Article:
Edwin George Monk

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Edwin George Monk, English church organist and composer, who was Organist and Master of Choristers at York Minster for a quarter of a century, and was previously associated with St Columba's and Radley Colleges. He was born on 13 December 1819 at Frome, Somerset, and died on 3 January 1900 at Radley, near Abingdon, Oxfordshire.[1][2]

Early career[edit]

Monk studied in Bath and London under George MacFarren (theory) and Henry Phillips (singing). He was appointed organist at St John’s, Midsomer Norton and afterwards at Christ Church, Frome.[3]

Dublin and Radley[edit]

In going to Dublin in 1844, Monk commenced an association with William Sewell and Robert Singleton at the newly established (1843) High Church Anglican St Columba’s College, Rathfarnham. It was an association which continued when the three men jointly were involved in founding St Peter’s College, Radley, in Oxfordshire three years later. Monk’s position at St Columba’s was as organist, Precentor and Master of Music, and he was made a Fellow of the college.[4]

Monk went to Oxford in 1847 and with Sewell and Singelton,[5] helped in establishing the new college at Radley. In 1848 he became the first Fellow of St Peter’s College, Radley, again, as at St Columba’s, as Precentor.[6] He features in entries in old boys’ memoirs inter alia in connection with early games of cricket and football when there were insufficient boys to make up full teams. There is also an account of Monk having made a kite which was duly decorated with the school emblem and a device reading Sic itur ad astra.[7]

Monk pursued an academic career at Oxford, graduating BMus in 1848 and being awarded a doctorate in 1856. At Oxford Monk also founded the University Motet and Madrigal Society. In addition to his musical career, he was an amateur astronomer (becoming a Fellow of the Royal Astronomical Society in 1871) and a Biblical scholar.[8]

At Radley, Monk built up a firmly founded choral tradition and oversaw installation of Singleton’s organ.

York Minster[edit]

In 1859 E.G. Monk succeeded Thomas Simpson Camidge as organist at York Minster, and it was here that the long collaboration between himself and Singleton (who, after an interval living back in Ireland, had gone to York) resulted in the jointly-edited collection The Anglican Hymn-Book – which contained nearly thirty original hymns.[9]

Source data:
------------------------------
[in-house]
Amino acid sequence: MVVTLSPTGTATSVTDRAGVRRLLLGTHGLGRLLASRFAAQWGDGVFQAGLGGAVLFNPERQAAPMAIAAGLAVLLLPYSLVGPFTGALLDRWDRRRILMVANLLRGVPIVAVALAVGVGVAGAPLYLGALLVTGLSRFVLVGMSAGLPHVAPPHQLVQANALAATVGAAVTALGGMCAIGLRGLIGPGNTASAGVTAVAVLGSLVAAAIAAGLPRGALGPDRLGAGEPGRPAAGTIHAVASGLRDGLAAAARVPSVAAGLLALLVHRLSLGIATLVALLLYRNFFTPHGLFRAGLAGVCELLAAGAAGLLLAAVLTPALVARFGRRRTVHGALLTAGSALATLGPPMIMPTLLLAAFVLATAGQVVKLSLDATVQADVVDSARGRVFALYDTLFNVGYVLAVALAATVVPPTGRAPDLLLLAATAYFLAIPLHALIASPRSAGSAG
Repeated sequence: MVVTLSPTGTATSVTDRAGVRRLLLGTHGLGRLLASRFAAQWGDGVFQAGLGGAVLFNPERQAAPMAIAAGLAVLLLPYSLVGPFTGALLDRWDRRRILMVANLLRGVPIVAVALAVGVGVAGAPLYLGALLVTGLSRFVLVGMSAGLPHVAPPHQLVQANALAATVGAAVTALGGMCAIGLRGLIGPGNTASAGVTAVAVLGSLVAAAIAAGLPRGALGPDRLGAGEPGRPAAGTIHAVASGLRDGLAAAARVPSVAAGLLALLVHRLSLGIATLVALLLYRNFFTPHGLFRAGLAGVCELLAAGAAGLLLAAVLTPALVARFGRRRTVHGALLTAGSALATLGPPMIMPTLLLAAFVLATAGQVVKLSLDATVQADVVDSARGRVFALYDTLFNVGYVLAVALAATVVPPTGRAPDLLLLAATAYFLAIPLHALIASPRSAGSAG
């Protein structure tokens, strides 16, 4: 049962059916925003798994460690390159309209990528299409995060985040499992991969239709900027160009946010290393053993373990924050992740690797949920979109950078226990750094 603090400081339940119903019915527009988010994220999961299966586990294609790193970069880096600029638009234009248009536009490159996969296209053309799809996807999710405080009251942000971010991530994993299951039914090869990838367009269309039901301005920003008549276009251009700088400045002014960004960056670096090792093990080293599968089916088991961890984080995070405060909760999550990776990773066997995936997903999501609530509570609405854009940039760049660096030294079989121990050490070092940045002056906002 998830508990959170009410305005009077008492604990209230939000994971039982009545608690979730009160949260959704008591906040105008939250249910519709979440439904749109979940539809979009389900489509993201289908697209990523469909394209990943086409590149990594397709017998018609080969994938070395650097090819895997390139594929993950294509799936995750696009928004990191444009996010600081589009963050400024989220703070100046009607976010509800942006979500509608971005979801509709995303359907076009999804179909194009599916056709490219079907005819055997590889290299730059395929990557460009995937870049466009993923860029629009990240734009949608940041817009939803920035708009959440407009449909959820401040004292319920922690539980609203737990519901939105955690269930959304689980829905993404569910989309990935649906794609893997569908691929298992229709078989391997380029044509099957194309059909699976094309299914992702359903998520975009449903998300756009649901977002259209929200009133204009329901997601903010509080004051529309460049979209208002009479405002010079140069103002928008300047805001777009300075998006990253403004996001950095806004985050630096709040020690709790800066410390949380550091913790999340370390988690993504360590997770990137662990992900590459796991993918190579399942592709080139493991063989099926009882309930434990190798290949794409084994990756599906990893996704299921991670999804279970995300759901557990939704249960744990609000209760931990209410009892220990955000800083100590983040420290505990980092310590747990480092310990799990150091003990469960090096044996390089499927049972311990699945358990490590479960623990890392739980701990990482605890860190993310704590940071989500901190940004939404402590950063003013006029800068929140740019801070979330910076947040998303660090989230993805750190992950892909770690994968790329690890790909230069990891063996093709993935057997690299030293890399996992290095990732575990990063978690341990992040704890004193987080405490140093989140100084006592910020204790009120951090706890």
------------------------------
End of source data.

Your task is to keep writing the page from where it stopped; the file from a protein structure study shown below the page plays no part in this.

At York, Monk would oversee the rebuilding of both organs in the Minster.[10]

In retirement[edit]

Monk retired after nearly a quarter of a century of service at York Minster and returned to Radley, where he remained for the rest of his life, living in a house in the village. Following his death, he was interred alongside his wife, who predeceased him in 1883, in the Radley churchyard. No formal memorial commemorates him at Radley College, but the organ at St Jame’s Church in the village was installed in his memory.[11]

Editor and composer[edit]

Monk is generally better known for his editorial work than for original compositions, the former including:

  • The Anglican Chant Book. A collection of single chants, chiefly by composers of the sixteenth, seventeenth, and eighteenth centuries,... Edited by E. G. Monk (1850),
  • The Anglican Choral Service Book: Being The Order For Chanting The Daily Prayer, Litany, And Holy Communion, Etc" (1858), and
  • The Anglican Hymn-Book (1868) - with Robert Singleton.

Of his compositional output, says Philip Scowcroft, Monk “nevertheless begat church music and cantatas conscientiously.”[12]

It has been noted that his most significant work was with Anglican psalms, and several of his own chants are still in regular use.[13]

Especially well-known amongst some forty hymn tunes is Monk’s Angel Voices, composed in 1861 for Francis Pott’s hymn of that name, written for the opening of an organ in Wingates Church, Lancashire.[14] Another of his tunes is Hopkins, associated with the hymn When from the East the wise men came.[15]

In addition Monk composed a number of choral concert works, and five anthems, as well as the librettos for three oratorios.[16]

References[edit]

  1. ^ Edwin Monk accessed 24 Nov 2012
  2. ^ Edwin George Monk accessed 24 Nov 2012
  3. ^ Edwin George Monk accessed 24 Nov 2012
  4. ^ The Fellows of St. Columba’s College, Stackallan accessed on 24 Nov 2012
  5. ^ Singleton’s diary entry 23 March 1847 accessed 24 Nov 2012
  6. ^ Edwin Monk accessed 24 Nov 2012
  7. ^ Edward Howard accessed 24 Nov 2012
  8. ^ Edwin Monk accessed 24 Nov 2012
  9. ^ About Robert Singleton – Victorian educational reformer accessed 24 Nov 2012
  10. ^ Edwin Monk accessed 24 Nov 2012
  11. ^ Edwin Monk accessed 24 Nov 2012
  12. ^ Some Yorkshire organist-composers - by Philip Scowcroft accessed 24 Nov 2012
  13. ^ Edwin Monk accessed 24 Nov 2012
  14. ^ Note on the hymn Angel Voices accessed 24 Nov 2012
  15. ^ Edwin George Monk accessed 24 Nov 2012
  16. ^ Edwin Monk accessed 24 Nov 2012